This attribute specifies the user's DHCPv6 prefix delegation address,
   and it's usually used in neighbor discovery (ND discovery).

   PD_PREFIX_LEN (4 bytes): This attribute specifies the user's DHCPv6
   delegation prefix length, and it's usually used in neighbor discovery
   (ND discovery).

   VRF (4 bytes): is the identifier of VRF instance




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4.1.1.4.  QoS Information Model

   In CU separation BNG, the Control-Plane (CP) generates the QoS table
   base on UP's bandwidth resources and specific QoS requirements of
   user's services.  This table contains a set of QoS matching rules
   such as user's committed information rate, peak information rate,
   committed burst size, etc.  And it is an optional constructs.  The
   Routing Backus-Naur Form grammar below illustrates the user's qos
   information model:

   <qos-information>::=<USER_ID>
                       (<CIR><PIR><CBS><PBS>)
                       [<QOS_PROFILE>]


   USER_ID (4 bytes): is the identifier of user.  This parameter is
   unique and mandatory.  This attribute is used to distinguish
   different users.  And it collaborates with other qos parameters to
   present the user's qos information.

   CIR (4 bytes): In BNG network, the Committed Information Rate (CIR)
   is the bandwidth for a user guaranteed by an internet service
   provider to work under normal conditions.  This attribute is used to
   indicate the user's committed information rate, and it usually
   collaborates with other qos attributes (such as PIR, CBS, PBS, etc)
   to present the user's QoS profile.

   PIR (4 bytes): Peak Information Rate (PIR) is a burstable rate set on
   routers and/or switches that allows throughput overhead.  This
   attribute is used to indicate the user's peak information rate, and
   it usually collaborate with other QoS attributes (such as CIR, CBS,
   PBS, etc) to present the user's QoS profile.

   CBS (4 bytes): The Committed Burst Size (CBS) specifies the relative
   amount of reserved buffers for a specific ingress network's
   forwarding class queue or egress network's forwarding class queue.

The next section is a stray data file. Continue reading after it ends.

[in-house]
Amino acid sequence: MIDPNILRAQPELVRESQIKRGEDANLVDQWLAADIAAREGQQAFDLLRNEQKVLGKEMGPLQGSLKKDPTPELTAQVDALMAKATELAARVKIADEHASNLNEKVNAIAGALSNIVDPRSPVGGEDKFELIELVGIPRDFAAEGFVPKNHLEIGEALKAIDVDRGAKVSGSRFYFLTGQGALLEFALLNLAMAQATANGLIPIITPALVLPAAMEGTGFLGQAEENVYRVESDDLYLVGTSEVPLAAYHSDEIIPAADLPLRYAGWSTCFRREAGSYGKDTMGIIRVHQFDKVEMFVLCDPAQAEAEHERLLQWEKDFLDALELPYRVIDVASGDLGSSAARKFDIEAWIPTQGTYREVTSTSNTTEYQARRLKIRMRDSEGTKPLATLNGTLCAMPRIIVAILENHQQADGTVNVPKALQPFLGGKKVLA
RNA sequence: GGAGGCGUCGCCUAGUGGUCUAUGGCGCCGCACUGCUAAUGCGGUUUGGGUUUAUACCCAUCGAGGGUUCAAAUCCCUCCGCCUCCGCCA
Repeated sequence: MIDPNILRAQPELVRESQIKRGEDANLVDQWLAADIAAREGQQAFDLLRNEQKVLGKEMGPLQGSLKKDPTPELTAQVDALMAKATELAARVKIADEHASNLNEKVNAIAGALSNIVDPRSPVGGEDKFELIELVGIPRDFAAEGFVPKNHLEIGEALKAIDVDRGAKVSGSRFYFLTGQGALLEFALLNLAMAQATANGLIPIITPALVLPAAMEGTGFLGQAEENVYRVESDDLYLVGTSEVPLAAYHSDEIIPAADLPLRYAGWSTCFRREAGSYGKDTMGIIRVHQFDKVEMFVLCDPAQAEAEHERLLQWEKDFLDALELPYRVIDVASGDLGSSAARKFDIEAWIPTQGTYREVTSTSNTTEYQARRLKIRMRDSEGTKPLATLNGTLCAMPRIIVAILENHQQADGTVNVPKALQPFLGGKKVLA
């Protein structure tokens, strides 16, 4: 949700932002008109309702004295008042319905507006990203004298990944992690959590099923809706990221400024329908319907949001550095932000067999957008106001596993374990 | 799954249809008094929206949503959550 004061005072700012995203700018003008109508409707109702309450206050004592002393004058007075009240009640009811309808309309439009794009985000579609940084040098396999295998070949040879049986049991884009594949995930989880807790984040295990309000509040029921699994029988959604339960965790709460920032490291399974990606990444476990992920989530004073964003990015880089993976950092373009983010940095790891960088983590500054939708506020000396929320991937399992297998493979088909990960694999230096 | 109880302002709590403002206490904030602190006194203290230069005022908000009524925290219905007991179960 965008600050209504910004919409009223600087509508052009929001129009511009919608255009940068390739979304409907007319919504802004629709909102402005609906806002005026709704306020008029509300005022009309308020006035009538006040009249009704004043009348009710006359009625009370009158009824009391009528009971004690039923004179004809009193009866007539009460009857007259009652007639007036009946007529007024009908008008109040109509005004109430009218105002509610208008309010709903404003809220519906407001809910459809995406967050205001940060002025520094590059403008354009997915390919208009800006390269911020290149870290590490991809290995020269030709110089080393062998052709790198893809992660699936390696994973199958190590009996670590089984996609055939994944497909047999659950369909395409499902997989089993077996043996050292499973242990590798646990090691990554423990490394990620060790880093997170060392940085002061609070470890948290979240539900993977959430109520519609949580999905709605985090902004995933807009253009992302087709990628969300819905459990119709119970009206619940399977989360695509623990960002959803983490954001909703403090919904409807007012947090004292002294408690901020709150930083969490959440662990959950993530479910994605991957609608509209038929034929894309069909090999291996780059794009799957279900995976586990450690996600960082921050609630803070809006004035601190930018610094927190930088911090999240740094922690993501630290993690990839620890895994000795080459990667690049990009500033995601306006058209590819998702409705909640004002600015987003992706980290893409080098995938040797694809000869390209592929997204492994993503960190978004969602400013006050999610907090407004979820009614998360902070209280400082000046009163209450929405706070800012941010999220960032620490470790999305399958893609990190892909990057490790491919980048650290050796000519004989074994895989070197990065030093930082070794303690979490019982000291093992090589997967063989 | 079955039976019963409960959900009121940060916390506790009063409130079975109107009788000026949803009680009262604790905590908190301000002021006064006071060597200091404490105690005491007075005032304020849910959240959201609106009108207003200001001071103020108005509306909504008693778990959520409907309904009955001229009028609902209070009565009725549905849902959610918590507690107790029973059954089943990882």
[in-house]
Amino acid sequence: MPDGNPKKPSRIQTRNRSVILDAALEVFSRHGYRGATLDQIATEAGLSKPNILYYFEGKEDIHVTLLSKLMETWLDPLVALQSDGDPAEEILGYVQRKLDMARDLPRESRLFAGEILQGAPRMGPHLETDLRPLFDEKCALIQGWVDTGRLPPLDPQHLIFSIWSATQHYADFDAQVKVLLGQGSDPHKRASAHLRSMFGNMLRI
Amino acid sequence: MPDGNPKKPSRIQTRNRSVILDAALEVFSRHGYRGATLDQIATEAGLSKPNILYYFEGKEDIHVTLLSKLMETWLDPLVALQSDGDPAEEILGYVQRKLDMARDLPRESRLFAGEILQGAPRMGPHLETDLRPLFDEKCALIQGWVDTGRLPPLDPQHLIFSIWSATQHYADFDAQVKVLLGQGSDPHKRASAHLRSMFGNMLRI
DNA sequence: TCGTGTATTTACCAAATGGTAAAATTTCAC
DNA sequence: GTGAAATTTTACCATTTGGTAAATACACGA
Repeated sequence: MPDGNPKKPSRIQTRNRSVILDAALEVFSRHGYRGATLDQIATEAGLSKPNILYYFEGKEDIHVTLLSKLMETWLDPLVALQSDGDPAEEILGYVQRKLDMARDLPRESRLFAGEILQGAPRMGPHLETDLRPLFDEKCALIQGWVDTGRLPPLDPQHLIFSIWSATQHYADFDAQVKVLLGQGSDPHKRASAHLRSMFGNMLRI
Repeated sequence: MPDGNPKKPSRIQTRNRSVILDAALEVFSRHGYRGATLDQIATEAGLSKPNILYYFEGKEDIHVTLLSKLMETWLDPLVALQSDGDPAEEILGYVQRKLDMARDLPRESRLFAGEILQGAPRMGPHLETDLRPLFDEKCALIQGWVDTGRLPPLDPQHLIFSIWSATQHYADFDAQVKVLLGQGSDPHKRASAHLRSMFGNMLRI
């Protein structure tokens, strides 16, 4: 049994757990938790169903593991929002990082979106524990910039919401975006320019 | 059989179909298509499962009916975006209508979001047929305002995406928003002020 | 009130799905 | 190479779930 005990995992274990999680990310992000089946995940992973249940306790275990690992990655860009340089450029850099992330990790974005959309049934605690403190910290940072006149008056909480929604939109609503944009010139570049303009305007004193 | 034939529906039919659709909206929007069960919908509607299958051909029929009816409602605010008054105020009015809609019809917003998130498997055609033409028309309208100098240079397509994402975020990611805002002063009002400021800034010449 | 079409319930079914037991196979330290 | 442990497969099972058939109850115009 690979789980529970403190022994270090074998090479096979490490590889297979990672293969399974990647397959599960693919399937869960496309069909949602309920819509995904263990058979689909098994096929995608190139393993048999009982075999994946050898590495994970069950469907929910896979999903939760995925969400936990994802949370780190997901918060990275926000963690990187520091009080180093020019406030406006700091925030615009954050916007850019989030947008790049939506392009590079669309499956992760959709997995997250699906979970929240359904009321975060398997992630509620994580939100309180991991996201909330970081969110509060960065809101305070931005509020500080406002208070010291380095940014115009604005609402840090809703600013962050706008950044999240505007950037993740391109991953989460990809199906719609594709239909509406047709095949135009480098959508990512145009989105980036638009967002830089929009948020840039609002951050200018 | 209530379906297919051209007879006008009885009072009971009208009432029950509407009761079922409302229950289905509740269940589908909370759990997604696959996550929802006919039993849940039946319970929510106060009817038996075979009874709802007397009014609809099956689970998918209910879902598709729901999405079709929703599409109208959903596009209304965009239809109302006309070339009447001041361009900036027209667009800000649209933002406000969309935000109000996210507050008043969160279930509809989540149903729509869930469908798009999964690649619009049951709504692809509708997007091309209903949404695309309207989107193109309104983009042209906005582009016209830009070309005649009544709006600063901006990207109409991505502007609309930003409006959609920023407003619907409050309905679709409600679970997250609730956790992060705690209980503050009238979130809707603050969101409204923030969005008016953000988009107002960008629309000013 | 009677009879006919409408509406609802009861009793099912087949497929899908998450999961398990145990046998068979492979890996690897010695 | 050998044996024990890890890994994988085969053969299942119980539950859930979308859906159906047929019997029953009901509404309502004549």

This attribute is used to indicate the user's committed burst size,
   and it usually collaborates with other qos attributes (such as CIR,
   PIR, PBS, etc) to present the user's QoS profile.

   PBS (4 bytes): The Peak Burst Size (PBS) sepcifies the maximum size
   of the first token bucket.  This attribute is used to indicate the
   user's peak burst size, and it usually collaborate with other qos
   attributes (such as CIR, PIR, CBS, etc) to present the user's QoS
   profile.

   QOS_PROFILE (4 bytes): This attribute specifies the standard profile
   provided by the operator.  It can be used as a QoS template which is



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   defined as a list of classes of services and associated properties.
   The properties may include:

      o Rate-limit: used to rate-limit the class of service.  The value
      is expressed as a percentage of the global service bandwidth.

      o latency: used to define the latency constraint of the class.
      The latency constraint can be expressed as the lowest possible
      latency or a latency boundary expressed in milliseconds.

      o jitter: used to define the jitter constraint of the class.  The
      jitter constraint can be expressed as the lowest possible jitter
      or a jitter boundary expressed in microseconds.

      o bandwidth: used to define a guaranteed amount of bandwidth for
      the class of service.  It is expressed as a percentage.

4.1.2.  Interface Related Information

   This model contains the necessary information for the interface.  It
   is used to indicate which kind of service can be supported by this
   interface.  The Routing Backus-Naur Form grammar below illustrates
   the interface related information model: